Some issues cannot be addressed in this way. Constitutional reform is hard to do in small steps. Perhaps the biggest social issue of the next decade – how to achieve a fundamental redistribution of assets to reverse the vast recent shift towards more unequal wealth – will also require the power of national governments. In most of the fields that dominate political argument, however, the iteration between micro and macro offers a better route to solving complex problems than drafting resolutions or passing new laws.


So what might we expect now? I doubt that a Corbyn leadership will need much external conspiracy or pressure to buckle. Political leadership is a craft, like plumbing, nursing or teaching, only more so, and it takes time to learn its many dimensions. The best leaders often have long apprenticeships before they become good at the job. It is bad enough that so many of today’s leaders had never run anything and jumped straight from being special advisers to becoming ministers responsible for budgets of billions. It is not much easier to leap from being a backbench MP to becoming a party leader. Even a genius would fumble and stumble.

I am also sceptical about whether the party can be run for long as a movement. Parties periodically need to regain some of the energy of movements but movements are different in nature from parties that aspire to govern. Movements are about opposition, anger and mobilisation: they derive their energy from the tension between them and the world around them. They are hot, whereas parties aiming at government have to be cooler, more solid, designed for compromise, for programmes and for action. Internal democracy makes perfect sense for a movement. But unless the membership reflects the public, it can be disastrous for a party seeking wide support from an electorate concerned about its interests, or the competence of its prospective leaders. That is why – as parties as varied as the SNP and Syriza have discovered – movements have to mutate when they turn into serious parties, losing some of their vital qualities but gaining others.

Similar considerations apply to readiness for government. You can be great at being a movement or party and lousy at running a town or nation. That requires many pretty boring, practical skills, such as handling budgets, or thinking through the realities of how people might react to policies. It is a very long way from running a demo and has always been undervalued by the far left and the populist right, whose metier is writing, talking and often shouting. Indeed, both are even less interested in the experiment that I also see as vital for good government – trying things out to find out what works, an approach almost opposite to government by diktat, decree or resolution. This is well understood by Labour’s many foot soldiers embedded in local government.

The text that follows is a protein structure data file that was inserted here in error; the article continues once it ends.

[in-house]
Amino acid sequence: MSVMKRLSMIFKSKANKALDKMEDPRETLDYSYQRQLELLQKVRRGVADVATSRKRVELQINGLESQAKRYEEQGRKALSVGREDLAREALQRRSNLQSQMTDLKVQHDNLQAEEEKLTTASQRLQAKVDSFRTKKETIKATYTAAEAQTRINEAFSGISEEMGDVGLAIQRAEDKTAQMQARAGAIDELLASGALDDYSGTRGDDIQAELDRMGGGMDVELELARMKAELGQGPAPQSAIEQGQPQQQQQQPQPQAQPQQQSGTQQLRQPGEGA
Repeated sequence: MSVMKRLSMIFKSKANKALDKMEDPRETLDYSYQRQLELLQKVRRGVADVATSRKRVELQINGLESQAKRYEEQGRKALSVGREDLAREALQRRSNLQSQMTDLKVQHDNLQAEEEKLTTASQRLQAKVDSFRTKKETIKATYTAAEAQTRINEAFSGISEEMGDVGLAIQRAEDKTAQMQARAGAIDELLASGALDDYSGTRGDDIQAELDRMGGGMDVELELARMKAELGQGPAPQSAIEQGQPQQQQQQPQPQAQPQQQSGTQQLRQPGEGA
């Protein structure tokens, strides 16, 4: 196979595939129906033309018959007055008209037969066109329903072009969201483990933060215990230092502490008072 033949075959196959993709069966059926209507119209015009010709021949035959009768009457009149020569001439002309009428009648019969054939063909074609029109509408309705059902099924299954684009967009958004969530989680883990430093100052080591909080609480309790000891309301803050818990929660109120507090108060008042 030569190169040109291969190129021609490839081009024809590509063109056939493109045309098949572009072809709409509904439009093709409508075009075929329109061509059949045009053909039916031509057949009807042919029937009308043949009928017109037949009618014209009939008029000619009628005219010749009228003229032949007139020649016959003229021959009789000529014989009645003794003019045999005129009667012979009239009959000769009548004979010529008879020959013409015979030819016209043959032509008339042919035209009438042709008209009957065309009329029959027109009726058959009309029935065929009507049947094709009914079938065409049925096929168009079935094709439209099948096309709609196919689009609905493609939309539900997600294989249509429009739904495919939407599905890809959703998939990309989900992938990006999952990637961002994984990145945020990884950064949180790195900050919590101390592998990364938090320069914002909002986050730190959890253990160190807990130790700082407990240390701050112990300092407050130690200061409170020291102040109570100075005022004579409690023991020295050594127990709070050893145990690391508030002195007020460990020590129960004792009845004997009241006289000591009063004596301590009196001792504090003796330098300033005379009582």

Yet the Trotskyite milieu in which Corbyn, McDonnell, Livingstone and others were formed took a different view. Much was made of the “transitional programme”, an idea developed by Leon Trotsky in the late 1930s. This was a manifesto or platform put forward by a left-wing party in elections that was not designed to be put into practice but was rather meant to be impossible. Having such impossible demands rejected would energise the workers, disorientate the enemy and accelerate the contradictions opening the way to revolution. Any incremental gain or compromise had to be rejected, as things had to get worse for the revolution to have any chance.

I do not know if Corbyn’s team still believes this. It is possible that they may not really care if their programmes are plausible or coherent; what matters is the effect. Yet “impossibilism” also has another unwelcome consequence – it militates against learning. If you do not care whether your programme is realistic or not, you have no need to grapple with the big and difficult questions: what to do about jobs and automation; how to transform the health services to cope with ageing populations; how to handle migration; how to overhaul the state. Like many of the academics advising the new Labour leadership, you can enjoy analysing the problem but avoid having to answer the question: “So, what would you actually do?”

In the 1990s, Tony Blair and Gordon Brown, like David Cameron and George Osborne in the late 2000s, were hungry to understand what made their opponents tick and where the world was heading. There is not much evidence of any comparable hunger now. The new group Momentum could be one source of change but, so far, it has offered only vague rhetoric, rather than showing any appetite for unsettling ideas and practice, or empathy for the unconverted. What that may presage is a dumbing down at the precise moment when Labour, like any opposition party, should be encouraging a thousand flowers of creative imagination to bloom. After all, no “transitional programme” ever led to a revolution, or an election victory. Trotskyism turned out to be one of the narrowest cul-de-sacs of 20th-century politics. British politics will be the poorer if the Labour Party has just turned down one of its own.

Geoff Mulgan is the chief executive of Nesta and a senior visiting scholar at Harvard University in Cambridge, Massachusetts. He writes here in a personal capacity

This article first appeared in the 14 October 2015 issue of the New Statesman, The Corbyn supremacy